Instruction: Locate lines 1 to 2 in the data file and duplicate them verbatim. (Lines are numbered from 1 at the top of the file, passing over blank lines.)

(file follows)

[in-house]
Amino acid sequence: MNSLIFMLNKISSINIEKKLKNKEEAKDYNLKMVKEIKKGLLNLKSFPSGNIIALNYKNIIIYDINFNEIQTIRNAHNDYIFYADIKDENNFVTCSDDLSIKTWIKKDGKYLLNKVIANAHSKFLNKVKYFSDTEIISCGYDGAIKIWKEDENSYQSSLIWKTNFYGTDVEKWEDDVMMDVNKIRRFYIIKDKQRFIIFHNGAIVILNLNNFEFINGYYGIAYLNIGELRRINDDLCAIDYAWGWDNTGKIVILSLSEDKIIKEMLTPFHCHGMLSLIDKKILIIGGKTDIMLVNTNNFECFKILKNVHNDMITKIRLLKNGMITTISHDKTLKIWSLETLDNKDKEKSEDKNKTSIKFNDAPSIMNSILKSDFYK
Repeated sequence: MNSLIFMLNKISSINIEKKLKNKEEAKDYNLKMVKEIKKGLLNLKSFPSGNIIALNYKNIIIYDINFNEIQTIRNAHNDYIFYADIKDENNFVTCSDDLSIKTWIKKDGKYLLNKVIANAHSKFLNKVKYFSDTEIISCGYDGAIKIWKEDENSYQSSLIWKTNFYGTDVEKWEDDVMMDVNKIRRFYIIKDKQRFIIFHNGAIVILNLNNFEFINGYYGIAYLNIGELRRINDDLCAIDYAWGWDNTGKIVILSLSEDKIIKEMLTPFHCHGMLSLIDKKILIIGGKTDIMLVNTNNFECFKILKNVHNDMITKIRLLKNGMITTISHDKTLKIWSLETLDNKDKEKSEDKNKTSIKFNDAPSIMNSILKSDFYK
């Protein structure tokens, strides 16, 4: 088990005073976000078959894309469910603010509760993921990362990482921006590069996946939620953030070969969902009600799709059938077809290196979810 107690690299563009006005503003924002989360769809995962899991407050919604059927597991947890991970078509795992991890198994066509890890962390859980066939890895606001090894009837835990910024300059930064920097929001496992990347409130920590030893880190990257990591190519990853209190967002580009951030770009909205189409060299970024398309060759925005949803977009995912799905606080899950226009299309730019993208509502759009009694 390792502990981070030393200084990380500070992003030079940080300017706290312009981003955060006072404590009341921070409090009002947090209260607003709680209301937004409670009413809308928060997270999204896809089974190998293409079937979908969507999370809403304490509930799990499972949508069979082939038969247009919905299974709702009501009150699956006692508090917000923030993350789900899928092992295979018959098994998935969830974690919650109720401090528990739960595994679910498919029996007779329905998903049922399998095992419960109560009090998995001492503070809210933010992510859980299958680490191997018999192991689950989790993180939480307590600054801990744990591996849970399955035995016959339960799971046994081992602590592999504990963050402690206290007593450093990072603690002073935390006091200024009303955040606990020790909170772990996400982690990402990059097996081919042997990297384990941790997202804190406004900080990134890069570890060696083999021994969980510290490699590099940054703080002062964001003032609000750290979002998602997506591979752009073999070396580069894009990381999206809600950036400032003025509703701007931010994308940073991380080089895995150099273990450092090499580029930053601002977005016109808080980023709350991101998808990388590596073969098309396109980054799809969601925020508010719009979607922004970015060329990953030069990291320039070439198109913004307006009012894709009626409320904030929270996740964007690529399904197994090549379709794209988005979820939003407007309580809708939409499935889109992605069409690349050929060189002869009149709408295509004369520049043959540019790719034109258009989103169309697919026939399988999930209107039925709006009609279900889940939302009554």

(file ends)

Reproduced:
[in-house]
Amino acid sequence: MNSLIFMLNKISSINIEKKLKNKEEAKDYNLKMVKEIKKGLLNLKSFPSGNIIALNYKNIIIYDINFNEIQTIRNAHNDYIFYADIKDENNFVTCSDDLSIKTWIKKDGKYLLNKVIANAHSKFLNKVKYFSDTEIISCGYDGAIKIWKEDENSYQSSLIWKTNFYGTDVEKWEDDVMMDVNKIRRFYIIKDKQRFIIFHNGAIVILNLNNFEFINGYYGIAYLNIGELRRINDDLCAIDYAWGWDNTGKIVILSLSEDKIIKEMLTPFHCHGMLSLIDKKILIIGGKTDIMLVNTNNFECFKILKNVHNDMITKIRLLKNGMITTISHDKTLKIWSLETLDNKDKEKSEDKNKTSIKFNDAPSIMNSILKSDFYK